The writer of India’s Constitution, BR Ambedkar, had said that there was nothing to be ashamed of in borrowing the principles of the constitution from the West. “It involves no plagiarism,” said Ambedkar. “Nobody holds any patent rights in the fundamental ideas of a Constitution”.

On Republic Day, what can be made of India’s constitutionalist legacy?

BR Ambedkar presents the final draft of the Indian Constitution to Rajendra Prasad in November 1949. Credit: in public domain, via Wikimedia Commons.

Unconstitutional state of affairs

Of the many violations of constitutionalism in India, “bulldozer justice” is perhaps the most egregious of all. Since 2022, BJP-ruled state governments have resorted to the selective and vindictive demolition of the homes of those branded as guilty – without trial – often on falsified charges.

For instance, an 18-year-old Muslim man in Ujjain in Madhya Pradesh was granted bail on January 18, five months after he was arrested for allegedly “spitting” on a Hindu procession. The complainant and witness in the case refuted their statements before the court. But his father’s home had already been demolished in July 2023, two days after the accusations were made.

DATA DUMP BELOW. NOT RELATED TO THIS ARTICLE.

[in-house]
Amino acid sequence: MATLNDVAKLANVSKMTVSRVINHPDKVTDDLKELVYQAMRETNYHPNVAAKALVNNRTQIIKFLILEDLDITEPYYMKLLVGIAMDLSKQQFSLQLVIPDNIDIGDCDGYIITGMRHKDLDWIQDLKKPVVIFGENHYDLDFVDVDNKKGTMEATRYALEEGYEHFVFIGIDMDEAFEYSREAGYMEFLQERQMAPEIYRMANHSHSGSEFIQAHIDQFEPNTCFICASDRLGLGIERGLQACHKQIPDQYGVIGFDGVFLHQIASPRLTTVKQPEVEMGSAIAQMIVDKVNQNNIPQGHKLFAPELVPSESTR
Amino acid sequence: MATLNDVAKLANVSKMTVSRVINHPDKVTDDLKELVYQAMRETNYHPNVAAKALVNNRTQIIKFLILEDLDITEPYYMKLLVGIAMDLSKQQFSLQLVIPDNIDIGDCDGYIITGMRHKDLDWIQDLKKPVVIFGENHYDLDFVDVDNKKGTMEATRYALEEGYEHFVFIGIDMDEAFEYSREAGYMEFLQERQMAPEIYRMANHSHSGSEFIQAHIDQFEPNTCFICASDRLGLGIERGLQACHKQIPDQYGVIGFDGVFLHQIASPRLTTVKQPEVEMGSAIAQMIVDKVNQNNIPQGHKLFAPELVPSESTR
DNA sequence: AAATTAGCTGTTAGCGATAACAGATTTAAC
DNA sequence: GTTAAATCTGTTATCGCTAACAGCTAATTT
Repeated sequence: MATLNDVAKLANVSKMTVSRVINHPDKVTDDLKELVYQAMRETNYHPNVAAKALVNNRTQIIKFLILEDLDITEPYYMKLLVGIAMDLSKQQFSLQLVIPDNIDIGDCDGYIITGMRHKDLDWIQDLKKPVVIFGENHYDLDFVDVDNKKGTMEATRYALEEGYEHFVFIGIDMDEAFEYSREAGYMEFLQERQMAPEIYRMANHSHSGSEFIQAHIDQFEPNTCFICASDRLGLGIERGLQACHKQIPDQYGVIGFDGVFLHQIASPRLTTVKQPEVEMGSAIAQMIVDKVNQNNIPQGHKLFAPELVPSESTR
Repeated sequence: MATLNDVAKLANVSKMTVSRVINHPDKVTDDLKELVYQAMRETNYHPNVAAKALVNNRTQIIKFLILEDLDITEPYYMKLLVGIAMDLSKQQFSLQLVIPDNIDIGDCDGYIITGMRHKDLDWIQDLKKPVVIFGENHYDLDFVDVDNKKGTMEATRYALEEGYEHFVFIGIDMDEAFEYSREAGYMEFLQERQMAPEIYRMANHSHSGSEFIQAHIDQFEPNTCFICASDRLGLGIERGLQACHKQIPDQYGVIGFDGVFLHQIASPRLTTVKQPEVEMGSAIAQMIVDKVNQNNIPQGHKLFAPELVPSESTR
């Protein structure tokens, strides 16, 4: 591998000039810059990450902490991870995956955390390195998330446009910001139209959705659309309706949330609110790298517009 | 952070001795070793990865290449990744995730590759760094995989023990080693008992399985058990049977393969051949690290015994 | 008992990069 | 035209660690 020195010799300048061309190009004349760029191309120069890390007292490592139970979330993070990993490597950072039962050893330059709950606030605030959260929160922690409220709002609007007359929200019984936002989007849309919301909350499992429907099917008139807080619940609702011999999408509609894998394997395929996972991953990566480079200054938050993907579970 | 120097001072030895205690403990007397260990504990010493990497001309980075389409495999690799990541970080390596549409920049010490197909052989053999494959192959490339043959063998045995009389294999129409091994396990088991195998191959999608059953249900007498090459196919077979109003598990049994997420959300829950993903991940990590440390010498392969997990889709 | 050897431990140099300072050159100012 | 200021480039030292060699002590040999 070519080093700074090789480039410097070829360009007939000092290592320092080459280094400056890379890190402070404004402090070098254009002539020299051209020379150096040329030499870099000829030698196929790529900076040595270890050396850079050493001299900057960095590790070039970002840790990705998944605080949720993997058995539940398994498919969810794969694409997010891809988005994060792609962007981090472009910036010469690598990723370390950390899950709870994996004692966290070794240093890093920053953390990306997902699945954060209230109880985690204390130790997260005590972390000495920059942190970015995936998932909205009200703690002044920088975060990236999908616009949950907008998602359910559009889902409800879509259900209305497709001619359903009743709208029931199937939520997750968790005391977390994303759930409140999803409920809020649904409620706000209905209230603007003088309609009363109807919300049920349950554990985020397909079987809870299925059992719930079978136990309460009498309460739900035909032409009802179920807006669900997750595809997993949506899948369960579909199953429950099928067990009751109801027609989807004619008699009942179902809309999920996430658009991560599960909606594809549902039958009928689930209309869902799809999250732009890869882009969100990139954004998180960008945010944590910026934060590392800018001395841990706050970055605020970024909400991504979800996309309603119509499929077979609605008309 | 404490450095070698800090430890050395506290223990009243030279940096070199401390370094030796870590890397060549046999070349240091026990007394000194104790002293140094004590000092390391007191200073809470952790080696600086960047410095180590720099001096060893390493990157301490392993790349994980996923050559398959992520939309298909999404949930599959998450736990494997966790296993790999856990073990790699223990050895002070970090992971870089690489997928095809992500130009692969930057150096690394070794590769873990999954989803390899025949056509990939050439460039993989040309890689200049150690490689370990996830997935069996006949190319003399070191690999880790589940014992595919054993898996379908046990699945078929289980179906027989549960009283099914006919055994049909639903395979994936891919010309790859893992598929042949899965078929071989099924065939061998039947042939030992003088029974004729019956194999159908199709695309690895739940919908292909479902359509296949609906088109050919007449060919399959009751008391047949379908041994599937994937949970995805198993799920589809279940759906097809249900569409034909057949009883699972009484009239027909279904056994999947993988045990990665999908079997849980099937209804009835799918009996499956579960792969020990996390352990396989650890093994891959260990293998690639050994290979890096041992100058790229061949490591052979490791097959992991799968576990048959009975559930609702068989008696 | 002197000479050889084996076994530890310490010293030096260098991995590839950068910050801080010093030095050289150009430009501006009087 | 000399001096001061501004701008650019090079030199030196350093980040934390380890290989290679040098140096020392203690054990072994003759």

The Indian Supreme Court has reiterated that the human right to shelter is a fundamental right emanating from the right to life, guaranteed by Article 21 of the Constitution. In the 1996 case of Chameli Singh and Others vs State of Uttar Pradesh, which pertained to land acquisition, the Supreme Court declared that shelter for a human being is not a mere protection of his life and limb. “It is home where he has opportunities to grow physically, intellectually, and spiritually.”